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Transports Quebec Provides Online Aid

To mention just three of them, truckers can calculate distances and travel times, examine overpasses and bridges for weight restrictions or study construction sites along a route for delays.That's a g...


To mention just three of them, truckers can calculate distances and travel times, examine overpasses and bridges for weight restrictions or study construction sites along a route for delays.

That’s a good thing, because there are more than 9,000 bridges and overpasses in Quebec.

To get info on them, go to the Transports Quebec Web site, and click on “structures” on the “route system” dropdown menu. You’ll find 91 pages of information on bridges and overpasses by number, municipality, route; whether trucks loaded to within their legal limits can pass over the structure; whether lower limits apply or whether the structure is forbidden to trucks altogether. The obstacle that each structure crosses; e.g., river, stream, is also listed.

The list can be rearranged so that it presents the structures in order of their number, the municipality the structures are in, the route they are on, etc. If you know the structure number or the municipality you are passing through, Rouyn-Noranda, for example, you can call up that map and examine the routes, structures and their numbers, and then do a search that will show you any weight restrictions.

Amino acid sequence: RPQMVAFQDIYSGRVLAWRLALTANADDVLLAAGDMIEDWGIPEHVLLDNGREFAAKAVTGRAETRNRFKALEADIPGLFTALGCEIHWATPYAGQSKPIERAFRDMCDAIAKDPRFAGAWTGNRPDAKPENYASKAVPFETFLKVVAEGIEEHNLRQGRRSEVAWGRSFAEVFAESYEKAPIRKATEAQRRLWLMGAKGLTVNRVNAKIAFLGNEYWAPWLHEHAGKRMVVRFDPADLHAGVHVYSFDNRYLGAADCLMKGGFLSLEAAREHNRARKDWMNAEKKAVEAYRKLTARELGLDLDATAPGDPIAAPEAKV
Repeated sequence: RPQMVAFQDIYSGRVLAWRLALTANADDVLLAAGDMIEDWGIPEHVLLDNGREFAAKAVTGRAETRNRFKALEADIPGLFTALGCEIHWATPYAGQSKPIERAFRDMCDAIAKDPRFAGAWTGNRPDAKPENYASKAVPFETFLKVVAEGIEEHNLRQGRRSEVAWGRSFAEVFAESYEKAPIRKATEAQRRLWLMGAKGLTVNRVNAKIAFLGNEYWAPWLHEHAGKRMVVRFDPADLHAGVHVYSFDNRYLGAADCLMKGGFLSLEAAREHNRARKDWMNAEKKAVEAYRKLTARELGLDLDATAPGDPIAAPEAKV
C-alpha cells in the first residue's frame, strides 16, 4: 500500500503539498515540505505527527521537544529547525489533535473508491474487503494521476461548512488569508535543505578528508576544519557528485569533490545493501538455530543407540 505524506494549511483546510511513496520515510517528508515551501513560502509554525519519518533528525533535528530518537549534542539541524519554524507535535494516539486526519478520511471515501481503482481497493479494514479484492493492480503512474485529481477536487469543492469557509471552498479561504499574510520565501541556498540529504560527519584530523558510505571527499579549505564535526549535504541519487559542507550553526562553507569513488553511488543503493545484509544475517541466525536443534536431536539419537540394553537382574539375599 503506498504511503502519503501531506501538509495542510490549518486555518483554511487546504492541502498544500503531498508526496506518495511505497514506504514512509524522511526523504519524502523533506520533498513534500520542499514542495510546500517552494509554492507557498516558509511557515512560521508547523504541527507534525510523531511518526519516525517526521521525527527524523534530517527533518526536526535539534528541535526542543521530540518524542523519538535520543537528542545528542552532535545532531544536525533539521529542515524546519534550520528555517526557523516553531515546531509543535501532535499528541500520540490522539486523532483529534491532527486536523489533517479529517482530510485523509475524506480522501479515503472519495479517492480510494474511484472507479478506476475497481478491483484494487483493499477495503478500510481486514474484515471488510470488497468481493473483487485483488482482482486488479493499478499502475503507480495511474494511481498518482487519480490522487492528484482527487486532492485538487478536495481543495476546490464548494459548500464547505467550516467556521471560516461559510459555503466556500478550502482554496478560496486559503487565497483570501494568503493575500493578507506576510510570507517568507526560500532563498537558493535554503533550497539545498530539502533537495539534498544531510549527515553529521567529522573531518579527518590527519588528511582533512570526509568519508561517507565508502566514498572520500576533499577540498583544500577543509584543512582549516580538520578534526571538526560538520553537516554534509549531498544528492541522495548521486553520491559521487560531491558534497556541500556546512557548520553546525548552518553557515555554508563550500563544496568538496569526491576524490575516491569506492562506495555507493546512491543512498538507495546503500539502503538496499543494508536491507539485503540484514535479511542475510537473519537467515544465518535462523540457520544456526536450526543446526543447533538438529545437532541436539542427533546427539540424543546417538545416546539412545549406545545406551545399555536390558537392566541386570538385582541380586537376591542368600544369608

The Web site also provides two kinds of maps: service centres (CS) and territorial management (DT) maps. CS maps show less territory and are much smaller (about 400 kilobytes for the former and 2,000 kilobytes for the latter) than DT maps, since it takes several CS maps to cover the area shown on a DT map. There is good data to mine here for trucks planning a trip.

Another neat tool on the Web site is a distance calculator. How far is it from Beaconsville to Levis?

Go to the “route distances” on the “route information” dropdown menu. Pick the origin and destination from two dropdown lists and in a couple of seconds the results – 281 kms and a two hour 55 minute drive pop up. In fact, if you have lost your Quebec highway map, you can call up an electronic map.

The first map gets you started: clicking on a region produces a detailed map that can be printed or saved in the computer for later reference.

The Web site also provides extensive information on its construction projects, a rather famous institution here every summer. Go to the “route information” drop down menu and click on “route work” and you can peruse an exhaustive, old-fashioned list of projects, start-end dates and, most important, what restrictions are in place for trucks.

The Web site has a very slick clickable map though that, once loaded into your computer, you can slide around so you can see anywhere in the province and then zoom in (the hot techno-term is “drill down”) on whatever region interests you. The map is littered with traffic cones, Transports Quebec’s way of representing roadwork.

Right clicking on a cone calls up a one-line description of where the project is and left-clicking on that line calls up the same full description of the project that is in the old-fashioned list of projects. Try it.


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